What is Lacquerware (Urushi)
The Lacquer used to coat the laquerware comes from fabricated resin of lacquer trees. It creates a very hard and durable finish, not through drying but by oxidation. Lacquerware is vulnerable to dryness and it maintains its shiny and glossy state over the years by absorbing the moisture in the air.
Shousoin, the treasure house located in Nara holds lacquerware stored from the 1200's, has not lost it's shine and beauty even today.
Lacquerware which ages with moisture has great chemistry with our hands which also coexists with water and moisture.
The word Urushi derives from the word "tearful" or "fine delicacy", and the Japanese character for Urushi includes the characters "water", "person" and "tree". Not only does Urushi represent the beauty of the lush and watery surface, but also a familiar part of people's daily lives that involve water and trees.
The resin used for Wajimanuri products are pure and 100% natural. Urushi also has an antibacterial and antiseptic effect, and is a perfect material for cutlery.
Lacquerware has a long history, and originally it was thought to have been introduced from China. However, more recent research showed that the Japanese lacquerware discovered in Kakinoshima, Minami Kayabecho in Hokkaido was from approximately 9000 years ago from the Jomon Era, is older than the Chinese lacquerware. Lacquer from the lacquer tree discovered in Satohama Kaizuka, Fukui Prefecture, is the world's most ancient and dates back 126000 years.
During the Asuka Period (592-710) and Nara Period (710-794), lacquer was used for sculptures and objects related to Buddhism. In the Heian Period (794-1185), it was considered as a piece of art. The Chusonji Golden Hall from Iwate Prefecture is a design technique using gold lacquer. Lacquerware is also mentioned in the Tale of the Bamboo Cutter, a famous Japanese fairytale that comes from the 10th Century.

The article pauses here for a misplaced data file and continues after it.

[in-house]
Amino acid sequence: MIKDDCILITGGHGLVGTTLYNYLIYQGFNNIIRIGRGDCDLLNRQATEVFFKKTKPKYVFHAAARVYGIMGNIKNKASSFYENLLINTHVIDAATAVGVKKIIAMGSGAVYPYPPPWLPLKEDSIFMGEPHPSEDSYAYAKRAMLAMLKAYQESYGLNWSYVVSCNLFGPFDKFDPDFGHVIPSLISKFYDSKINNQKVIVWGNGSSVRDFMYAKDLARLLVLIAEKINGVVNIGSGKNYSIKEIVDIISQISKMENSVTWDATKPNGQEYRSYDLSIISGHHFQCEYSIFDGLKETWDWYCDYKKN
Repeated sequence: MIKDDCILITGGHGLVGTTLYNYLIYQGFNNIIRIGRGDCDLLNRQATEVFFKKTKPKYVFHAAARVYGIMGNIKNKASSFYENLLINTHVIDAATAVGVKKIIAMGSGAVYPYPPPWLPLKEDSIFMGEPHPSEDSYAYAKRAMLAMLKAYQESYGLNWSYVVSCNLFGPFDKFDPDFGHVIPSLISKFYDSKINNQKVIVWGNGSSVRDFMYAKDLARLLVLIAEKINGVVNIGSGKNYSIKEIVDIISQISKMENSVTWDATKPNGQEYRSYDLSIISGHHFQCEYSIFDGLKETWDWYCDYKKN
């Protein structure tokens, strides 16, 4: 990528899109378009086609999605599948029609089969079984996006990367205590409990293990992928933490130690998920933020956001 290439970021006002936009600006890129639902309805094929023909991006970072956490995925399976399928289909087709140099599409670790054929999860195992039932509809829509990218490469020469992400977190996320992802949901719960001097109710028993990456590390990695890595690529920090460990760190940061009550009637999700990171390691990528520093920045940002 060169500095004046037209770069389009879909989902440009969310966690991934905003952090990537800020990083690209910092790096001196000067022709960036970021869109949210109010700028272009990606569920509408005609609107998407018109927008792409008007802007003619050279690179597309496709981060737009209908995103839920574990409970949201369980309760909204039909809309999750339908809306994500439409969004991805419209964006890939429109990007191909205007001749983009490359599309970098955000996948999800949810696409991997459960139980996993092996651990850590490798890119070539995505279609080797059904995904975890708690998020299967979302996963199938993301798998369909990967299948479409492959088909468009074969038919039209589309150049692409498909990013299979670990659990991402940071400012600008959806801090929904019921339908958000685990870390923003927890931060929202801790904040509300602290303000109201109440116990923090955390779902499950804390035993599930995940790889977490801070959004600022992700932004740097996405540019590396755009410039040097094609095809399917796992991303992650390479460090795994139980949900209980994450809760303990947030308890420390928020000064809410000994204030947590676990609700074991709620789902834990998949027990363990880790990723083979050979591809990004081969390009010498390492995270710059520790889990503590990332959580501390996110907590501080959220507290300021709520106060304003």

Until the Edo Period, advancements were made in lacquerware as a piece of art, with the development of a wide range of techniques, including for the Japanese tea ceremony. This was when master craftsmen and masterpieces also emerged. It's been said that Wajimanuri was also developed in the Muromachi Period (1392-1573). Until then, lacquerware was not something most people could afford.
In the Edo Period (1603-1868), traditional arts and crafts developed across Japan and became a commodity for Japanese people, especially for plates to be used at the dining table. In the Meiji Period (1868-1912), the development of new industries encouraged the trade of lacquerware in Europe. Marie Antoinette is said to be a major lacquerware collector. Today, the product lineup of lacquerware has vastly expanded and includes USB memory sticks, iphone cases, and even watches.
Lacquer is a traditional identity of Japanese people. Being practical and giving depth the more it is used, we welcome you to the world of Taya Shikkiten's collection of lacquerware products.